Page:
Josie Calvert

Ghost the Musical: A Review

The stage version of the dazzling 1990 hit Ghost is back making its way around the UK, stopping in at Liverpool’s Empire Theatre. The classic musical, known for its iconic pottery wheel scene and romantic, yet deeply touching musical ballads, such as the classic ’60s ballad Unchained Melody has begun sweeping its way across the country melting our hearts all over again.

The musical stays true to the original Paramount Pictures film written by Bruce Joel Rubin. However, it has been adapted and re-tuned in order to present a more modern twist to the classic romantic tale. One of the ways in which it successfully achieved that was through the modern and stylish costumes as they were easily adaptable for any time period, from the 90’s until now, making the outfits more versatile and helping the audience relate to the characters more. The musical stayed here for six nights from the 22nd April to the 27th, bringing the 80’s classic to life right here in Liverpool.

The story follows the tale of a young couple, artist Molly and banker Sam who move into their New York City apartment with the hopes of starting their lives together, until tragedy strikes, and Sam is murdered by a mysterious gunman after a night out from an art gallery featuring Molly’s work. The heart-breaking and harrowing musical performance after her partner has been killed is carried superbly by the talented Rebekah Lowing, who brought emotion and sentiment to the tragic events of the show. Her performance of the song With You was especially demanding, but her strong vocal ability and emotional delivery made the scene more sincere and heartfelt.

The use of lighting in this show helped to create an obvious distinction between the characters, between the living and the dead. Sam, the ghost, had a blue-hued light on him to emphasise his sickly, phantom character. Instead, Molly and the other living characters basked in yellow light in order to create a sense of a healthy and lively glow. This was also a clever technique in order to create an ‘us’ and ‘them’ on-stage atmosphere between the living and the dead, a good alternative to CGI and other advanced visual effects limited to use by the film industry. This also made the scenes more emotional as Molly and Sam were both close physically, but unworldly and far apart at the same time.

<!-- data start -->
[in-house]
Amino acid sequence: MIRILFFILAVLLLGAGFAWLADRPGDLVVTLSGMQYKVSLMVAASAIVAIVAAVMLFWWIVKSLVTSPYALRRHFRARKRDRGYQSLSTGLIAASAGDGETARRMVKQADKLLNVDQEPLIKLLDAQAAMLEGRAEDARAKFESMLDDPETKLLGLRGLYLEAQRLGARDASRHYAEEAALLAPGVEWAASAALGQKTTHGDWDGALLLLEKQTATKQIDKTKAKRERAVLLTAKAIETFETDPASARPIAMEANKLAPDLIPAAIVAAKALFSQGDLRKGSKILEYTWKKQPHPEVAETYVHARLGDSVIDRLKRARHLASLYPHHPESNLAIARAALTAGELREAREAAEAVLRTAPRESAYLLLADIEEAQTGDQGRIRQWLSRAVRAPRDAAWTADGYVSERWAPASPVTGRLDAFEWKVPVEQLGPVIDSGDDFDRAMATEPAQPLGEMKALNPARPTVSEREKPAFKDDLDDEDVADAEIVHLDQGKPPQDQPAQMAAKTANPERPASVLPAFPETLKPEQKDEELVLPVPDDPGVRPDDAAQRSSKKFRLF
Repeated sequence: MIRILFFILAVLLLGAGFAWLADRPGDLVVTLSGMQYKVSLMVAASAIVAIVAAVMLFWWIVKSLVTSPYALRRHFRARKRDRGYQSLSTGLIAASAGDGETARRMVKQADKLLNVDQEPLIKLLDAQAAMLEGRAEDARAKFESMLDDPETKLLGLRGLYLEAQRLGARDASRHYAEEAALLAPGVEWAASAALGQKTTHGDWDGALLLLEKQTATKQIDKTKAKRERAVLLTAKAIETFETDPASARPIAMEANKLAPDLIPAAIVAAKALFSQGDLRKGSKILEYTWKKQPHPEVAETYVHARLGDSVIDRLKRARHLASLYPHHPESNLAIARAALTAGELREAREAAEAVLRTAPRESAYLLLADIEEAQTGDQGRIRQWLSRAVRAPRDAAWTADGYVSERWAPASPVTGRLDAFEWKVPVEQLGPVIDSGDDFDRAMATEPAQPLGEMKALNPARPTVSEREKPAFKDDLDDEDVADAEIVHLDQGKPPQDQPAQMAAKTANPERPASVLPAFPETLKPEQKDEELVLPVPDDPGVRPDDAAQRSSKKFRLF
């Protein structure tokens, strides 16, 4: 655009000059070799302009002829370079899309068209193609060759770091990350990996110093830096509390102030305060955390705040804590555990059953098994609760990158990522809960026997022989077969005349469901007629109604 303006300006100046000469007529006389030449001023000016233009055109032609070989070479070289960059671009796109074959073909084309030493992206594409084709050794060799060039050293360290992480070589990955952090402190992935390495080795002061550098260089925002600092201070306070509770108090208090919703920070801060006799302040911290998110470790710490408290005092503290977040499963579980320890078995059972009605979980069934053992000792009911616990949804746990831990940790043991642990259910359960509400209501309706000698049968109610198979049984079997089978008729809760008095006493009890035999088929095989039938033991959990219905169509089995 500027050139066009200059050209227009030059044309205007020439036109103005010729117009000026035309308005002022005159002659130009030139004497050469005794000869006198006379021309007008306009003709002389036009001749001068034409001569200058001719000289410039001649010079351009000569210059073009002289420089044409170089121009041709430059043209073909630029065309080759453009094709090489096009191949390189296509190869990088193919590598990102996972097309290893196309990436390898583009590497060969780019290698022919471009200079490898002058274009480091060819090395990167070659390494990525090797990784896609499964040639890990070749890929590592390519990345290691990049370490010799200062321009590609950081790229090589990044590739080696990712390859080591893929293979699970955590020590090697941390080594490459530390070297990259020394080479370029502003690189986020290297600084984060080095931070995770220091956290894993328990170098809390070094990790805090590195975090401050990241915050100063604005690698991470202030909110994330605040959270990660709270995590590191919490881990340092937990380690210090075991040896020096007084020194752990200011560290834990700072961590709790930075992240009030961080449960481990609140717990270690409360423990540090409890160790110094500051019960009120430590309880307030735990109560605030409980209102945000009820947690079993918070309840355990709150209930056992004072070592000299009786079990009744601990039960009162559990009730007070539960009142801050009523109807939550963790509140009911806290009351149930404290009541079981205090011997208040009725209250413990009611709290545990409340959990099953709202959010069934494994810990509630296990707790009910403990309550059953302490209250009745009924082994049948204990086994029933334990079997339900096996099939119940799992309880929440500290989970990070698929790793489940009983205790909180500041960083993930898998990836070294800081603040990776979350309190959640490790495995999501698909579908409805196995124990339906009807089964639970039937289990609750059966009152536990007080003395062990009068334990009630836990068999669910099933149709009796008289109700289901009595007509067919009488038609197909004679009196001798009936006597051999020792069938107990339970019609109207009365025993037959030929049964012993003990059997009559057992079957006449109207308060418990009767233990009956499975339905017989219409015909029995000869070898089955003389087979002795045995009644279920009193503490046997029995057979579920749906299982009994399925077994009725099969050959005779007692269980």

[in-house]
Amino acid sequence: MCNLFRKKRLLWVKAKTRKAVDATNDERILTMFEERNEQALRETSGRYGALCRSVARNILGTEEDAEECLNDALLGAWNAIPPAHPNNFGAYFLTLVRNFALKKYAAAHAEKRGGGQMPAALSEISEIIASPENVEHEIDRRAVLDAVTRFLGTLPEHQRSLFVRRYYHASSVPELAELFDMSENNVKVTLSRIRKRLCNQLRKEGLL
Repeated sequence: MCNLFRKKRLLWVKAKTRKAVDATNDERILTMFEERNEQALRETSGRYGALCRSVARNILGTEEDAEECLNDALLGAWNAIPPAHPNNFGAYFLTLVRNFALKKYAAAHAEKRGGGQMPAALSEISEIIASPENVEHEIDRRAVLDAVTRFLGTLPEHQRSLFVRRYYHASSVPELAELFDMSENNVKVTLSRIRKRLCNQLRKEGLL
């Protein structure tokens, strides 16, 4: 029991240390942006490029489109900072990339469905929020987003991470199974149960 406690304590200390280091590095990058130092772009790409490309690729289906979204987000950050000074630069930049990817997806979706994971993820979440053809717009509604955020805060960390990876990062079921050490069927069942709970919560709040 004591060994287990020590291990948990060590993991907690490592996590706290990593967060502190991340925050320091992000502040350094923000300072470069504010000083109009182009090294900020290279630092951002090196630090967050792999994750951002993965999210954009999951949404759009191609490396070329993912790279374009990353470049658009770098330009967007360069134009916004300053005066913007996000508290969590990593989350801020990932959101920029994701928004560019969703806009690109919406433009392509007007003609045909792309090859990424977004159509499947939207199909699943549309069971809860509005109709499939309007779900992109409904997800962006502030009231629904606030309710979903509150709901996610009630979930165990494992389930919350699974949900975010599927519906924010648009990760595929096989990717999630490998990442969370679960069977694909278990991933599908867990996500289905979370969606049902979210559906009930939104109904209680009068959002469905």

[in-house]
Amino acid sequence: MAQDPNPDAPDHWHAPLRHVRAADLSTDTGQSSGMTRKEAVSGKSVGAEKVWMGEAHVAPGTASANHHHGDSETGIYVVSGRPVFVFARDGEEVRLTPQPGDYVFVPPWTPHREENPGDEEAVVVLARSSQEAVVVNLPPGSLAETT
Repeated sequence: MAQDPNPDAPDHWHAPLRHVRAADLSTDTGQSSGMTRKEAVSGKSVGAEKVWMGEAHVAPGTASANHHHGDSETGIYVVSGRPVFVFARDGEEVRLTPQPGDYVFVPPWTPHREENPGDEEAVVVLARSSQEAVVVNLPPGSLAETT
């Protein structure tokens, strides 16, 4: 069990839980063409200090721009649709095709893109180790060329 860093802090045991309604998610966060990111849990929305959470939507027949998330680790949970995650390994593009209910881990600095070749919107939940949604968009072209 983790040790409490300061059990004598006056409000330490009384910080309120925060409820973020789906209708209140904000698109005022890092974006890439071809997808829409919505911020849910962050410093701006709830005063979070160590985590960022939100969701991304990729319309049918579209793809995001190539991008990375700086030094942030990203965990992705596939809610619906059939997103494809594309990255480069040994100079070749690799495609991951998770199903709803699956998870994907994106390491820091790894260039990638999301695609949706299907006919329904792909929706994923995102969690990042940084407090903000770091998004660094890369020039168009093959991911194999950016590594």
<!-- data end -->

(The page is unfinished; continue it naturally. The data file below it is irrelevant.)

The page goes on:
One criticism I have about this adaption of Ghost, however, is that it is considerably more sad from the offset compared to the film version, directed by Jerry Zucker and starring Patrick Swayze, Demi Moore and Whoopi Goldberg. It lacked the comic timing and humorous one-liners that made the film brighter and cheery. The melancholy mood of the show made the production feel more like a tragedy from the offset, with not much comic relief, leading to many of the audience members appearing upset. Despite this, it could be said that this reaction was a result of the incredible and harrowing acting of the cast. On a more positive note, there were more light-hearted moments from the eccentric and fraudulent psychic Oda May, played beautifully and humorously by Jacque Dubois, who, caught between this world and the next, tries to communicate with Molly in the hope of saving her from grave danger. Identical to the plot in the film, this stage adaptation follows Sam as a ghost after his murderer, along with the help of Oda Mae, but this version has considerably more tragic elements throughout.

Despite the melancholy atmosphere of the story, the musical ended with a heartfelt and peaceful conclusion. In a state of calmness, the young couple sang to each other after Sam had completed his mission as a ghost and could now move onto the next life.

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